Sen. Bernie Sanders’ formal kickoff was a classic underdog pitch to draw greater attention to his chief issues: economic inequality and a political system increasingly tilted to the well-off.

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Sen. Bernie Sanders, avowed socialist and self-proclaimed champion of the underpaid, overworked American worker, formally jumped into the presidential campaign Thursday as a liberal alternative to Hillary Rodham Clinton.

The senator from Vermont enters the race as a longshot, but his candidacy for the Democratic nomination suggests a sharp, perhaps divisive, debate among Democrats from now until at least early next year over government’s role in American life and the influence of money in politics.


Born: Sept. 8, 1941, Brooklyn, N.Y.

College: B.S., University of Chicago, 1964.

Political career: Unsuccessful independent candidate for U.S. Senate, 1972, 1974; unsuccessful independent candidate for governor of Vermont, 1972, 1976, 1986; Unsuccessful candidate for Congress, 1988; mayor of Burlington, Vt., 1981-89; Member, U.S. House, independent from Vermont, 1991-2007; U.S. senator, independent from Vermont, 2007-present.

Senate committees: Budget (ranking member); Environment and Public Works; Energy and Natural Resources; Health, Education, Labor and Pensions; Veterans’ Affairs; Joint Economic.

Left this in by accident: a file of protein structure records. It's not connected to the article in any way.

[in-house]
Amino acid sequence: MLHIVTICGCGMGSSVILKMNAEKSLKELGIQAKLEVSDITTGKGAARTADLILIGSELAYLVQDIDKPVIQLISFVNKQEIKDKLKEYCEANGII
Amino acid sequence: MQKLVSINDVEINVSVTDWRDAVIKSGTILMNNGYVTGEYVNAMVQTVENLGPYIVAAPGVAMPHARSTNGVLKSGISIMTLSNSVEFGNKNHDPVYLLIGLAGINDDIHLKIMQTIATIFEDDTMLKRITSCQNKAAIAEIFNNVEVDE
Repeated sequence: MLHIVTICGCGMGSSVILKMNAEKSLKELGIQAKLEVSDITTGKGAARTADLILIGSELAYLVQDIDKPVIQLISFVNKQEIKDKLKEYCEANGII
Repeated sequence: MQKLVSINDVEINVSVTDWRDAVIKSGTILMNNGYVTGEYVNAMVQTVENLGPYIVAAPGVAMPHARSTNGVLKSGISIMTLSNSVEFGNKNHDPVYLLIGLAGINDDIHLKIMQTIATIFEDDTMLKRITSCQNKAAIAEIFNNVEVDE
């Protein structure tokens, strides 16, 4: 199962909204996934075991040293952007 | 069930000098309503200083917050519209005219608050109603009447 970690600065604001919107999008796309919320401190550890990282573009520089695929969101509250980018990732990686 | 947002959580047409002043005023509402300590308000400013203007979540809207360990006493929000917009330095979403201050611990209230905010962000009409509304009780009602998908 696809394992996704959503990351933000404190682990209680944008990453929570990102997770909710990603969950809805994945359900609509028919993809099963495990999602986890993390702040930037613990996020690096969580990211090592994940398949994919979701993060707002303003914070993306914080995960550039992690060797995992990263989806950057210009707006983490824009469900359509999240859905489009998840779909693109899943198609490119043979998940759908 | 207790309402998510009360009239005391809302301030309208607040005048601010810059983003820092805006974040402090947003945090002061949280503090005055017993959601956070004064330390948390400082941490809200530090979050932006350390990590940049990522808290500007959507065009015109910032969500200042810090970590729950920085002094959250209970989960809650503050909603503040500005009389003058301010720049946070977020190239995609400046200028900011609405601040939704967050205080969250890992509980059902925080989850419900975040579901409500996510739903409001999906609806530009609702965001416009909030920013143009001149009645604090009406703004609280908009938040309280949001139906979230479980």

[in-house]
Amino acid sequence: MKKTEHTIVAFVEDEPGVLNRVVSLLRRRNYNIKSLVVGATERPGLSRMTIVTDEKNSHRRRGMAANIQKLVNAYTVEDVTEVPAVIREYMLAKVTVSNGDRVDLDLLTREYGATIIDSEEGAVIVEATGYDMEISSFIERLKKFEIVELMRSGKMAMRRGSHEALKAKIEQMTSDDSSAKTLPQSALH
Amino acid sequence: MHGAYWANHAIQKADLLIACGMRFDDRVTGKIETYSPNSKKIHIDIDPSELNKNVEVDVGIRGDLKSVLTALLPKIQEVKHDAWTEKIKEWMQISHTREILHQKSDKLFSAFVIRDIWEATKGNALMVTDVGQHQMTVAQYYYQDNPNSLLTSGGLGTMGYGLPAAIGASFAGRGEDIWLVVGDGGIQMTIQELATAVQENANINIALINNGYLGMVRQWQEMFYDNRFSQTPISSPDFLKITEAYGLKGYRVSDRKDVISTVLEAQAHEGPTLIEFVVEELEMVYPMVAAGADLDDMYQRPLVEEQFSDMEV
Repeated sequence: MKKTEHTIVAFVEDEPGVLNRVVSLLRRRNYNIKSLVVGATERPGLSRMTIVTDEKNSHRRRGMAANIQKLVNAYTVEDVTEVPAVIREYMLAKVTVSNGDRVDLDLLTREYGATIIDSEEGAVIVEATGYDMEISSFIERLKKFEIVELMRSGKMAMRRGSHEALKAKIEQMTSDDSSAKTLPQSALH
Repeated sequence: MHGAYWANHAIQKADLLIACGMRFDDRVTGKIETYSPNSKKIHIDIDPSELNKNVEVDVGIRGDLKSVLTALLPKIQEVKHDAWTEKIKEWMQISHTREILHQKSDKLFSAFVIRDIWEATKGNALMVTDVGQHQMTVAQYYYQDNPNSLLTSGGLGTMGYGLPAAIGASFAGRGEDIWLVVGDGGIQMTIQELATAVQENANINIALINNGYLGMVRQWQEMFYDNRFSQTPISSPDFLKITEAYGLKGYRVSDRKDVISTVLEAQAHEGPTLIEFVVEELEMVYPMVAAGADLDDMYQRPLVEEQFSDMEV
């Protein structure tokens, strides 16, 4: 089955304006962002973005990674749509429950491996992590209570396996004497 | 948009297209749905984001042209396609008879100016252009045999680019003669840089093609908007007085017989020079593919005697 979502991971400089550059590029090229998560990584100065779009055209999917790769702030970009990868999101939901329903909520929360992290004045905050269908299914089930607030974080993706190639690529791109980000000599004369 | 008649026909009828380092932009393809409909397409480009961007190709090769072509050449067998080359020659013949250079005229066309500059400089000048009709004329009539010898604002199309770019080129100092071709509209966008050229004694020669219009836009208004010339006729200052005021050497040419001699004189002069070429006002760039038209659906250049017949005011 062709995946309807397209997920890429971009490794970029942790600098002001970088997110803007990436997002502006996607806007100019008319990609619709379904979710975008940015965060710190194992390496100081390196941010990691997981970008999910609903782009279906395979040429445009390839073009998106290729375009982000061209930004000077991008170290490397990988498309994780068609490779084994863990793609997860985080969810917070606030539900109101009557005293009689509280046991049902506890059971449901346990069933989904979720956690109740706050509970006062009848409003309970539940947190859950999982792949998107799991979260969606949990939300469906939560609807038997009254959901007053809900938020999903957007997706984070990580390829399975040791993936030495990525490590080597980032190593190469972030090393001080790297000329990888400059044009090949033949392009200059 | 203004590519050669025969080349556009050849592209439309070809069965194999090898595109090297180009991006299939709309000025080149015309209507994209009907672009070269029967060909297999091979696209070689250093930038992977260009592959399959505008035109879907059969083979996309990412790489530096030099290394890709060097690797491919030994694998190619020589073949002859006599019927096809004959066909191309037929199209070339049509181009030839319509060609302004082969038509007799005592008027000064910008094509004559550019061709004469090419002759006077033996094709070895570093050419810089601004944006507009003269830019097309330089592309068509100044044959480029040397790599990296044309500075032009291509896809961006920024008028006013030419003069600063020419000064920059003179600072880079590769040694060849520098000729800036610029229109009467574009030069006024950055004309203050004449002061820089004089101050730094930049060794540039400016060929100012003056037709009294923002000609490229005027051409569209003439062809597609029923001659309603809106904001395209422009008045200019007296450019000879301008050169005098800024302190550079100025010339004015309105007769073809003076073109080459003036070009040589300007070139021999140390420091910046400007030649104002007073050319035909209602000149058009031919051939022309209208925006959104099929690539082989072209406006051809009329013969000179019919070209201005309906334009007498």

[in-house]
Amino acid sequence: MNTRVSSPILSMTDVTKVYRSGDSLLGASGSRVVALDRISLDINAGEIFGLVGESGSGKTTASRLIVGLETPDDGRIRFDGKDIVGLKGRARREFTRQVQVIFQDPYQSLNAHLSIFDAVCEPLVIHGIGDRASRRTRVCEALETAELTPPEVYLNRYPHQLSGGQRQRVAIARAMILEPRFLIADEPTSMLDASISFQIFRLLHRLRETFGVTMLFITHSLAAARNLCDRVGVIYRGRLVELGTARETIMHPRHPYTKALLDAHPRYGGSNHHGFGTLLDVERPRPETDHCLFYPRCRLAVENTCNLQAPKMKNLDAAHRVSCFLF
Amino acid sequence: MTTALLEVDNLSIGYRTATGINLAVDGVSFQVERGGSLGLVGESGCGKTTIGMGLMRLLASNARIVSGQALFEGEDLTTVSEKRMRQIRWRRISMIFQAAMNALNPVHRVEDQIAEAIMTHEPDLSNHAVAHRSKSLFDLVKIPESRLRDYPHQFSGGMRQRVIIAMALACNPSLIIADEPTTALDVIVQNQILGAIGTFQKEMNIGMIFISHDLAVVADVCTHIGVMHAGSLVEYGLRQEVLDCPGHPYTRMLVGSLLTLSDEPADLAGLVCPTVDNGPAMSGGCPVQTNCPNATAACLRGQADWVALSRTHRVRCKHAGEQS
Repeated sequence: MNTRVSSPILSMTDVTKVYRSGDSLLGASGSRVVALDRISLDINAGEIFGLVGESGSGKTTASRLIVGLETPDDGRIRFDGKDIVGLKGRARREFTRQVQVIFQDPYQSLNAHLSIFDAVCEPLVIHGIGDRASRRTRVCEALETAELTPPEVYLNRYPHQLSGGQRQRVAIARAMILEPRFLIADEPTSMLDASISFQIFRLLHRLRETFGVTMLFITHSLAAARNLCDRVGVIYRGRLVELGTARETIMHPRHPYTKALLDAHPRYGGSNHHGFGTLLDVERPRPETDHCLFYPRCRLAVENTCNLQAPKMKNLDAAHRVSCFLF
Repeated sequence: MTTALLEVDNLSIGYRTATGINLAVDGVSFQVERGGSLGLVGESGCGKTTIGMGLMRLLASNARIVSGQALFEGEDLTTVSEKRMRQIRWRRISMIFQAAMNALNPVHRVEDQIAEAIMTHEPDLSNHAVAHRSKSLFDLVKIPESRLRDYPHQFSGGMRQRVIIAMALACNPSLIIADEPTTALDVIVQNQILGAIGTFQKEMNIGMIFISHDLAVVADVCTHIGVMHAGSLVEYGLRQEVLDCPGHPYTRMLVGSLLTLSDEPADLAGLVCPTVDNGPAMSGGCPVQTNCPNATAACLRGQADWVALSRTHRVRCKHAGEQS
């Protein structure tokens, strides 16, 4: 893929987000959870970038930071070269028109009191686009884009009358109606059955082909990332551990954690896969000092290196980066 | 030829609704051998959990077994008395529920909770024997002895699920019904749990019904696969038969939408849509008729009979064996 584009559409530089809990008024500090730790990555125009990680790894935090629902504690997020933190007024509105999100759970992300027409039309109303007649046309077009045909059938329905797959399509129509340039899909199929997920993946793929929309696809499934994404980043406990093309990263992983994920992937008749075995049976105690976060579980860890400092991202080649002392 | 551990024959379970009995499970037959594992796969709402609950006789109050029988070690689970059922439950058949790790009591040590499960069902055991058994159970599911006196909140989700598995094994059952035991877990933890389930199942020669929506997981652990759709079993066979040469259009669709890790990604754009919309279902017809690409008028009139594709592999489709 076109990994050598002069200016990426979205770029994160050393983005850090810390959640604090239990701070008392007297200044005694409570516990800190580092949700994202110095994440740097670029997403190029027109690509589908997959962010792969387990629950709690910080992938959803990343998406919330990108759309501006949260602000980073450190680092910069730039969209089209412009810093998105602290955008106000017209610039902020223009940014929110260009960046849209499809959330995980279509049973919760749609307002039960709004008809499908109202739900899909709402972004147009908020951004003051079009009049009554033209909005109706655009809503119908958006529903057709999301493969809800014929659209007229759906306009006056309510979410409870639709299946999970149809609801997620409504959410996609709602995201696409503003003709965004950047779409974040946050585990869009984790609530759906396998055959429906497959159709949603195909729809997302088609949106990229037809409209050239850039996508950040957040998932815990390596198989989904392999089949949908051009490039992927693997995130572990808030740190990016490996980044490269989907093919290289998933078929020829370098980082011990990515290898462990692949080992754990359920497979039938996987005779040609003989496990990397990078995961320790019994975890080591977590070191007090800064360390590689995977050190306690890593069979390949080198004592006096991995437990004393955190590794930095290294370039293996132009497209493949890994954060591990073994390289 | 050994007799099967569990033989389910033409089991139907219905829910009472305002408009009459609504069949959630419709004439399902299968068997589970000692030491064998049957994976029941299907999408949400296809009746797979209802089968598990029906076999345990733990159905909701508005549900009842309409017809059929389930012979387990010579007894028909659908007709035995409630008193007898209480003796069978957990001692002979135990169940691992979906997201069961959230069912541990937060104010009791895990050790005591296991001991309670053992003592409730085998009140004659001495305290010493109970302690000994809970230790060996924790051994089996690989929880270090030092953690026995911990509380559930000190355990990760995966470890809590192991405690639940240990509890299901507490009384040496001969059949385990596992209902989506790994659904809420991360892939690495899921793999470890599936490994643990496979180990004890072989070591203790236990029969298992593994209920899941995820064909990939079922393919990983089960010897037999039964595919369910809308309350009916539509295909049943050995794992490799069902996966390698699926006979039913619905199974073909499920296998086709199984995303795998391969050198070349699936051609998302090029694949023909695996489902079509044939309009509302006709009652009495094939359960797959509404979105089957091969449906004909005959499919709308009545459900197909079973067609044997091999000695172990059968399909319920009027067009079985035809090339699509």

McClatchy Washington Bureau (TNS)

In an era in which running for the nation’s highest office has become a vehicle for self-promotion for some, his kickoff was a classic underdog pitch to draw greater attention to his chief issues: economic inequality and a political system increasingly tilted to the well-off.

“This campaign is not about Bernie Sanders,” he said at a news conference outside the Capitol. “It is about a grass-roots movement of Americans standing up and saying: ‘Enough is enough. This country and our government belong to all of us, not just a handful of billionaires.’ ”

“The major issue is, how do we create an economy that works for all of our people rather than a small number of billionaires?” he added.

Sanders, 73, the longest-serving independent in congressional history, has long been a strong, often lonely voice fighting against income inequality and for tougher corporate regulation. He caucuses with Democrats in the Senate.

He’s spent years building a loyal following of liberals who believe strongly that mainstream Democrats — notably the Clintons — are too cozy with Wall Street interests and too insensitive to the concerns of ordinary Americans.

He avoided criticizing Hillary Clinton directly Thursday, saying he wants a “serious debate about serious issues.”

He was asked whether the Clinton Foundation’s acceptance of money from foreign interests was fair game for a political debate. “I think what is more fair game … is the role of money in politics,” he said, and criticized the Koch brothers, big donors to conservative causes.

Sanders did offer some contrasts with Clinton. He recalled his 2002 opposition to the Iraq war, which Clinton at the time supported. She’s since said she got that vote wrong as a U.S. senator from New York.